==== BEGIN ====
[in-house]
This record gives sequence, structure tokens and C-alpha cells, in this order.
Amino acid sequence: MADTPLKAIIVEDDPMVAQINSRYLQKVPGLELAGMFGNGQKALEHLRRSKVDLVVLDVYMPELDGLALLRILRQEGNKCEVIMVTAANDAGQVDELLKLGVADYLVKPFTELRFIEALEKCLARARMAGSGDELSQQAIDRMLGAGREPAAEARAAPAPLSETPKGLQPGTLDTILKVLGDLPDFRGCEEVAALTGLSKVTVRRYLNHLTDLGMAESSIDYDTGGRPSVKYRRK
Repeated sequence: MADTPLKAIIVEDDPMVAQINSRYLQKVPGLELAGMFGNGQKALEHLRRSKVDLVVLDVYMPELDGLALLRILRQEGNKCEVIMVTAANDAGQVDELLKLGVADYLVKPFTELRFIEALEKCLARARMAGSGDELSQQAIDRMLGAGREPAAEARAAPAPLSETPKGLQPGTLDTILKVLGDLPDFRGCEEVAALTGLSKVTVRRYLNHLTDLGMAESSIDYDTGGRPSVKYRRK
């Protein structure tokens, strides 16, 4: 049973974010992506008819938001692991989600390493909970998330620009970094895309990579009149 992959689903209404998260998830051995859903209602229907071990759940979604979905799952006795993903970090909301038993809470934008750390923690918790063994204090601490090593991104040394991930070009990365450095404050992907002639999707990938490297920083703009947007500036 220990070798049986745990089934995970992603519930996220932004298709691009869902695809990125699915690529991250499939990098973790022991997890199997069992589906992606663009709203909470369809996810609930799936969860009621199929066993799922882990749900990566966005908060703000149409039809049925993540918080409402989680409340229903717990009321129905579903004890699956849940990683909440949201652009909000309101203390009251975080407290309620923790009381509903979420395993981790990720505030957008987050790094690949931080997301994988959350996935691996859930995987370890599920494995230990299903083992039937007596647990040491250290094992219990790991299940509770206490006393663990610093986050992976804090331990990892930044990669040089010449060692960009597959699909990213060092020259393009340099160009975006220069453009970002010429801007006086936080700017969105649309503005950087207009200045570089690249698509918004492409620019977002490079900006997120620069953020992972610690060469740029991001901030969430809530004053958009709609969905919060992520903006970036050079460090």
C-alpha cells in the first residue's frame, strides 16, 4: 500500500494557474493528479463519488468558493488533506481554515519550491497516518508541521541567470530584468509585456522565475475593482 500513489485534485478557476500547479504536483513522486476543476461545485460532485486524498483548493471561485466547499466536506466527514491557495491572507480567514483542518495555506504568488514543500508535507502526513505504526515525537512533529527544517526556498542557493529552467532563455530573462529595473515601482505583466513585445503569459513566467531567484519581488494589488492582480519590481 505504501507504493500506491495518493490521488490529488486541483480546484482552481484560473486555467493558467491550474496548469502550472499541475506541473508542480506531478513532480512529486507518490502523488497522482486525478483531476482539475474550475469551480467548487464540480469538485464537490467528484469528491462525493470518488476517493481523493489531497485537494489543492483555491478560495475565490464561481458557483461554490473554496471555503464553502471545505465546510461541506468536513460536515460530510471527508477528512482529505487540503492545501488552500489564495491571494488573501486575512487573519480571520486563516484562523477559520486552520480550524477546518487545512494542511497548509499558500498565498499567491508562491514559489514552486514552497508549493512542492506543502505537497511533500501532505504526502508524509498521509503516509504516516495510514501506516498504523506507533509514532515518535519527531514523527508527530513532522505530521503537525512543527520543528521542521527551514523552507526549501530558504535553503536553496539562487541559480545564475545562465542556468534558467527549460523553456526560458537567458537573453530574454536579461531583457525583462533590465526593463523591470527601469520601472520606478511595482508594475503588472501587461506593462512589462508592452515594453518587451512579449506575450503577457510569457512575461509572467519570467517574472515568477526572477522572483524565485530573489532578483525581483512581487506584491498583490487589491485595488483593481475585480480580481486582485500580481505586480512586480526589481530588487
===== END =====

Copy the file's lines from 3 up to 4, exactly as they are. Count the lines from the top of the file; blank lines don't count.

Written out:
Amino acid sequence: MADTPLKAIIVEDDPMVAQINSRYLQKVPGLELAGMFGNGQKALEHLRRSKVDLVVLDVYMPELDGLALLRILRQEGNKCEVIMVTAANDAGQVDELLKLGVADYLVKPFTELRFIEALEKCLARARMAGSGDELSQQAIDRMLGAGREPAAEARAAPAPLSETPKGLQPGTLDTILKVLGDLPDFRGCEEVAALTGLSKVTVRRYLNHLTDLGMAESSIDYDTGGRPSVKYRRK
Repeated sequence: MADTPLKAIIVEDDPMVAQINSRYLQKVPGLELAGMFGNGQKALEHLRRSKVDLVVLDVYMPELDGLALLRILRQEGNKCEVIMVTAANDAGQVDELLKLGVADYLVKPFTELRFIEALEKCLARARMAGSGDELSQQAIDRMLGAGREPAAEARAAPAPLSETPKGLQPGTLDTILKVLGDLPDFRGCEEVAALTGLSKVTVRRYLNHLTDLGMAESSIDYDTGGRPSVKYRRK